Determination of error in interpolating polynomial

  • #1
MAXIM LI
6
2
TL;DR Summary
Help needed
Professor showed this result in the lecture without giving any proof (after proving the existence of the interpolating polynomial in two variables). I've been trying to prove it myself or find a book where is proved but I failed. This is the theorem:

Let
$$ x_0 < x_1 < \cdots < x_n \in [a, b], \quad y_0 < y_1 < \cdots < y_m \in [c, d],$$

$$ M = \{ (x_i, y_j) : 0 \leq i \leq n, 0 \leq j \leq m \}, \quad f \in \mathcal{C}^{m + n + 2}([a,b] \times [c,d]), $$

$$ p \in \Pi_{n, m} : p(x_i, y_j) = f(x_i, y_j) \quad \forall 0 \leq i \leq n, 0 \leq j \leq m. $$

Then, for all ##(x, y) \in (x_0, x_n) \times (y_0, y_m)## there exist ##\xi, \xi' \in (x_0, x_n), \eta, \eta' \in (y_0, y_m)## such that
$$ f(x, y) - p(x, y) = \frac{1}{(n + 1)!} \frac{\partial^{n + 1} f(\xi, y)}{\partial x^{n + 1}} \prod_{i = 0}^n (x - x_i) $$
$$ + \frac{1}{(m + 1)!} \frac{\partial^{m + 1} f(x, \eta)}{\partial y^{m + 1}} \prod_{j = 0}^m (y - y_j) $$
$$ - \frac{1}{(n + 1)! (m + 1)!} \frac{\partial^{n + m + 2} f(\xi', \eta')}{\partial x^{n + 1} \partial y^{m + 1}} \prod_{i = 0}^n (x - x_i) \prod_{j = 0}^m (y - y_j) $$

I appreciate any kind of help, even if it is only from where could I start the proof.

Edit 1 (clarification):

$$ \Pi_{n, m} = \{ p(x, y) = \sum_{i = 0}^n \sum_{j = 0}^m a_{i,j} x^i y^j : a_{i, j} \in \mathbb{R} \quad \forall 0 \leq i \leq n, 0 \leq j \leq m \} $$
 
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  • #2
On a quick view, I would look for the multivariate Taylor and see how far I get, or a multidimensional version of an intermediate value theorem possibly applied to a double induction along ##n## and ##m.##

However, I haven't done any of it, it's just ideas.
 
  • #3
Help?
 
  • #4
MAXIM LI said:
Help?
I had hoped that you would have started the calculations, especially as ##f(\xi,y)## occurs on the right side of ##\dfrac{\partial^{n+1} f(\xi,y)}{\partial^{n+1} x}## which makes the term
$$
\dfrac{\partial^{n+1} f(\xi,y)}{\partial^{n+1} x}\prod_{i=0}^n(x-x_i)
$$
confusing and I have to guess whether this means
$$
f(\xi,y)\cdot\dfrac{\partial^{n+1} }{\partial^{n+1} x}\prod_{i=0}^n(x-x_i)
$$

Anyway, your formula is a direct consequence of the multivariate Taylor expansion, here the bivariate version in two variables. Of course, I could type what my textbook says and use very likely a different notation than your textbook uses, so let me instead directly ask you what you know about Taylor's theorem for functions ##f\, : \,\mathbb{R}^2\longrightarrow \mathbb{R}\;##?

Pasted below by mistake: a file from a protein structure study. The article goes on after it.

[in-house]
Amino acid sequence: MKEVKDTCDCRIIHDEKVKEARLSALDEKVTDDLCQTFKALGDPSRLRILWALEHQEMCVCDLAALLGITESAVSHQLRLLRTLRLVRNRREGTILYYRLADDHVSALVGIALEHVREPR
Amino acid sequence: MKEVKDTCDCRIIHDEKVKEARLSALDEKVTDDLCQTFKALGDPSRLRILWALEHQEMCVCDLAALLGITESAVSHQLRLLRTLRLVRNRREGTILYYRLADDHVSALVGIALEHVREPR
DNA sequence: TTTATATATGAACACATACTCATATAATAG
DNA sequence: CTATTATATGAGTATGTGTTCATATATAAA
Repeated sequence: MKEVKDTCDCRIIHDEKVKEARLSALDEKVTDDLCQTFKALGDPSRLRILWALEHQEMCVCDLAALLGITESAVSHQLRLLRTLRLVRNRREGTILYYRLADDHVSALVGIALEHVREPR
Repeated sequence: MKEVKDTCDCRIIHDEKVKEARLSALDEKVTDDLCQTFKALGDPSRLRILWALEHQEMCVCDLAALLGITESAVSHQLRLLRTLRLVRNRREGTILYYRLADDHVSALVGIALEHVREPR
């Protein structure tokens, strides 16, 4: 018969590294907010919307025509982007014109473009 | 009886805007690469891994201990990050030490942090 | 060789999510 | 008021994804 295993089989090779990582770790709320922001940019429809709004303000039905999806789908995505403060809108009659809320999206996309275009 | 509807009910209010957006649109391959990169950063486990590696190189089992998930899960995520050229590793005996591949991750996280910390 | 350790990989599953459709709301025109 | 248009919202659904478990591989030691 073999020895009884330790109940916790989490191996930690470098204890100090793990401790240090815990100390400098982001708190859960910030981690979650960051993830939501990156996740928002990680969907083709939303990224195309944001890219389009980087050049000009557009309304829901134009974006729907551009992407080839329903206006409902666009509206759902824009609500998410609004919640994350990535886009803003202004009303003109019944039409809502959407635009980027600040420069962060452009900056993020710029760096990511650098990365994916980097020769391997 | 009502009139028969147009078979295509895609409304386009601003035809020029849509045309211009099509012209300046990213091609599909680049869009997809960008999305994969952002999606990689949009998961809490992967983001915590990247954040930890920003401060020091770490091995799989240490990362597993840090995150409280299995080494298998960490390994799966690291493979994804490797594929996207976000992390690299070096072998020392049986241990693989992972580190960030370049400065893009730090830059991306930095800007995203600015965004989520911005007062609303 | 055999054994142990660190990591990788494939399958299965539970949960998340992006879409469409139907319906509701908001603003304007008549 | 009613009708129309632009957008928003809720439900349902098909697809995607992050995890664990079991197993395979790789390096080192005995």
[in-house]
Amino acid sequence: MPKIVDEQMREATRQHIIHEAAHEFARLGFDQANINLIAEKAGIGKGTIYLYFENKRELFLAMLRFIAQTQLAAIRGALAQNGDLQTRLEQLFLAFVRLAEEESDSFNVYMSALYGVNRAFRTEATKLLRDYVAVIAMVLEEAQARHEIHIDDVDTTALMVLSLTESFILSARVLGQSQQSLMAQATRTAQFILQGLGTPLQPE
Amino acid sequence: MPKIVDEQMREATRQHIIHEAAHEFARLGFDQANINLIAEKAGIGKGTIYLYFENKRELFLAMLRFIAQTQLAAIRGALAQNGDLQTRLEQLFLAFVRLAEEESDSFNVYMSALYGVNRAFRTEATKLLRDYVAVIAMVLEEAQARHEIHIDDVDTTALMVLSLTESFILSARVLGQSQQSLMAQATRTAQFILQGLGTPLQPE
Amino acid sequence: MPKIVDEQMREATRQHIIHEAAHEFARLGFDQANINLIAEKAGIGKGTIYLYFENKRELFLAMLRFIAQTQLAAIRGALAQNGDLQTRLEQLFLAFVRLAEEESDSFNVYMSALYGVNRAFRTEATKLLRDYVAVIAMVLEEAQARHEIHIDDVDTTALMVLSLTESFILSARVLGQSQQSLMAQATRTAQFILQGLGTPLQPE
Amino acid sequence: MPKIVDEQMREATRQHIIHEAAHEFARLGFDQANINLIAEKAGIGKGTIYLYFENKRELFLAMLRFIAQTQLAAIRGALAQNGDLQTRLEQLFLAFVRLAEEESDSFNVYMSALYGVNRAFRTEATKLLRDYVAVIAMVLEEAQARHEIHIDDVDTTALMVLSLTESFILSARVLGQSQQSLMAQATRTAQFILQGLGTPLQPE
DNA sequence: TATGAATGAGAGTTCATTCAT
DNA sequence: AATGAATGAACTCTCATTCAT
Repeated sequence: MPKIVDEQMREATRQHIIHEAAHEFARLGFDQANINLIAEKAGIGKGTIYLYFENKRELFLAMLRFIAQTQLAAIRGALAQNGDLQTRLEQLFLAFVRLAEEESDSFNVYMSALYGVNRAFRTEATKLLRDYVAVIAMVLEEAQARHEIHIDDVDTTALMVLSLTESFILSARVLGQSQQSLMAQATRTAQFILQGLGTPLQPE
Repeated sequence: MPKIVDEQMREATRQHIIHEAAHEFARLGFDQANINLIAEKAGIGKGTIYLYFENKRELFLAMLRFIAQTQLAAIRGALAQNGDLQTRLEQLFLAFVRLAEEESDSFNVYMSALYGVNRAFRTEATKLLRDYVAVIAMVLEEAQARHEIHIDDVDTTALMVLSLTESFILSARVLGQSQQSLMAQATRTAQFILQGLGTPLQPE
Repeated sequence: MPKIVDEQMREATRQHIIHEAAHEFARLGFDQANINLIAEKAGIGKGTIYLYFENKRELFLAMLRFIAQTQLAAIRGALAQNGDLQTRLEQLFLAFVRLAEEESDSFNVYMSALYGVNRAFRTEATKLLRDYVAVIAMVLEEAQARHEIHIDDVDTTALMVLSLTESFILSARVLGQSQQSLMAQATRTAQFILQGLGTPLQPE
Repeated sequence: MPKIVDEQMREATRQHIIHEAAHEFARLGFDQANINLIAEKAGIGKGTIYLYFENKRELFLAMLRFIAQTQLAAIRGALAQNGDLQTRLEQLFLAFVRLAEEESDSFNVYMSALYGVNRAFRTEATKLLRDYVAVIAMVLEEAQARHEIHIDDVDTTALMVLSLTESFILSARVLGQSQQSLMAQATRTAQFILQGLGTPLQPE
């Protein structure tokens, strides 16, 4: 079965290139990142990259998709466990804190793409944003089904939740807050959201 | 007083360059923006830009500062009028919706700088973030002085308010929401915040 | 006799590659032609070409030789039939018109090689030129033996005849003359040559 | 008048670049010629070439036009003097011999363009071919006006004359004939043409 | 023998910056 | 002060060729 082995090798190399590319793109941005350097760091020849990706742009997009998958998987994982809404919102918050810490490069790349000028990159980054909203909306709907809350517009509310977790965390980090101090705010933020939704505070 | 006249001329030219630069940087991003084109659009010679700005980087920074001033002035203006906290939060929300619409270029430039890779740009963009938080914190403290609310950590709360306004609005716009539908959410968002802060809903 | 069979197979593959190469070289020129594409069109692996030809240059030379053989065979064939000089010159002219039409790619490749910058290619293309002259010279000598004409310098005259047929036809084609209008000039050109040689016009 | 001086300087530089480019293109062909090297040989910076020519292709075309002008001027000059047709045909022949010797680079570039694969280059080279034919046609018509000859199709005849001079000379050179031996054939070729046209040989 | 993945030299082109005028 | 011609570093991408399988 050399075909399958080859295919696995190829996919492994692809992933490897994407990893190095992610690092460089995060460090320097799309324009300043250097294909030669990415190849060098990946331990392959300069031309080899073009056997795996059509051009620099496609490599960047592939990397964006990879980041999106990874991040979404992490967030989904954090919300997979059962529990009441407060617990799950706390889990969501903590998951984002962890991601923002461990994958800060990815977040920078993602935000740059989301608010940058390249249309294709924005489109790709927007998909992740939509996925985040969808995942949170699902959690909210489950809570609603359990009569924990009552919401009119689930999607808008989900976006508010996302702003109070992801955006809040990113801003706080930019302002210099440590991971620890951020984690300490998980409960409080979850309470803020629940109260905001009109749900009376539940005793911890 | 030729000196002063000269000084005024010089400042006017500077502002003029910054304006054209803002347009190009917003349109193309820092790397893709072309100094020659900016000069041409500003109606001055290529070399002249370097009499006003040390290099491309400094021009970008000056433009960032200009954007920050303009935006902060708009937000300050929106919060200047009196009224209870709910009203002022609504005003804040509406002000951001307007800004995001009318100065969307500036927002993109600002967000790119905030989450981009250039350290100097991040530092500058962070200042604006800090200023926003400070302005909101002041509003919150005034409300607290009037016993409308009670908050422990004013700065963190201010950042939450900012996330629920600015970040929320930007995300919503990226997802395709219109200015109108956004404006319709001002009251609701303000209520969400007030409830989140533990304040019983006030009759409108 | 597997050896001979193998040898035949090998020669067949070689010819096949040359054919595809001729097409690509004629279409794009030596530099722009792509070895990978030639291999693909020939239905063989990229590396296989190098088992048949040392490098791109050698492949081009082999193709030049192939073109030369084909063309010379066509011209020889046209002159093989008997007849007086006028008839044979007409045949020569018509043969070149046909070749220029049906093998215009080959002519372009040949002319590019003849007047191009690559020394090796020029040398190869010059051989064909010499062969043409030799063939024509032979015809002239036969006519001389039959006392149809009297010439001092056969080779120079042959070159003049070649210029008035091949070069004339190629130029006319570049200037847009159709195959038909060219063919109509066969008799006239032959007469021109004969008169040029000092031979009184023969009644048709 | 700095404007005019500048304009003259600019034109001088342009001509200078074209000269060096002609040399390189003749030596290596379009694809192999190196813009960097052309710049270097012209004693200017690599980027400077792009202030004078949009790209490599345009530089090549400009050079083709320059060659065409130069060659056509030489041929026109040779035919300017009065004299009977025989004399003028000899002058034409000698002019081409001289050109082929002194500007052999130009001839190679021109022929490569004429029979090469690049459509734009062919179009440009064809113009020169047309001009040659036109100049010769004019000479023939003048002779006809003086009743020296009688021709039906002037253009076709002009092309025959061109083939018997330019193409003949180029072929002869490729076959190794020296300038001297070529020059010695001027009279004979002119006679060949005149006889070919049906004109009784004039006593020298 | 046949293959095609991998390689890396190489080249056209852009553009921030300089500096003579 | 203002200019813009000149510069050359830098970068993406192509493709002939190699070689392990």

• #5
fresh_42 said:
I had hoped that you would have started the calculations, especially as ##f(\xi,y)## occurs on the right side of ##\dfrac{\partial^{n+1} f(\xi,y)}{\partial^{n+1} x}## which makes the term
$$
\dfrac{\partial^{n+1} f(\xi,y)}{\partial^{n+1} x}\prod_{i=0}^n(x-x_i)
$$
confusing and I have to guess whether this means
$$
f(\xi,y)\cdot\dfrac{\partial^{n+1} }{\partial^{n+1} x}\prod_{i=0}^n(x-x_i)
$$

Anyway, your formula is a direct consequence of the multivariate Taylor expansion, here the bivariate version in two variables. Of course, I could type what my textbook says and use very likely a different notation than your textbook uses, so let me instead directly ask you what you know about Taylor's theorem for functions ##f\, : \,\mathbb{R}^2\longrightarrow \mathbb{R}\;##?

I've found a explanation in this book in chapter 6 section 6, but it doesn't explain the concrete steps and I'm managing to figure them out.
 
  • #6
I do not have this book and it needs a lot of notation to write down what I have. It all is a rephrasing of the Taylor expansion for two variables
$$
f((x+\xi,y+\eta))=\sum_{|\alpha|\leq k} \dfrac{D^\alpha f(x,y)}{\alpha!} (\xi,\eta)^\alpha +\sum_{|\alpha|= k+1} \dfrac{D^\alpha f((x,y)+\vartheta (\eta,\xi) )}{\alpha!} (\xi,\eta)^\alpha
$$
From there it is a few steps to
$$
f((x+\xi,y+\eta))=f(x,y)+\bigl\langle \nabla f((x,y))\, , \,(\xi,\eta) \bigr\rangle +\dfrac{1}{2}\sum_{i,j=1}^2 \dfrac{\partial^i }{\partial x^i}\dfrac{\partial^j}{\partial x^j}f((x,y))\cdot (\xi^i,\eta^j)+o\left(\|(\xi,\eta)\|^2\right)
$$
Now set ##\xi=x_i-x## and ##\eta=y_i-y## and the derivatives become the coefficients ##a_{i,j}## of the three homogenous polynomials of degree ##0,1,## and ##2.##
The actual formulas and the steps between them are in my book which is unfortunately not in English. Hence my recommendation is to search for the multi- or at least two-dimensional version of Taylor's theorem and what happens if you only consider the first three terms up to degree two.

https://teaching.smp.uq.edu.au/scims/Num_analysis/Taylor.html
is an example I found on searching "multidimensional Taylor series".
 
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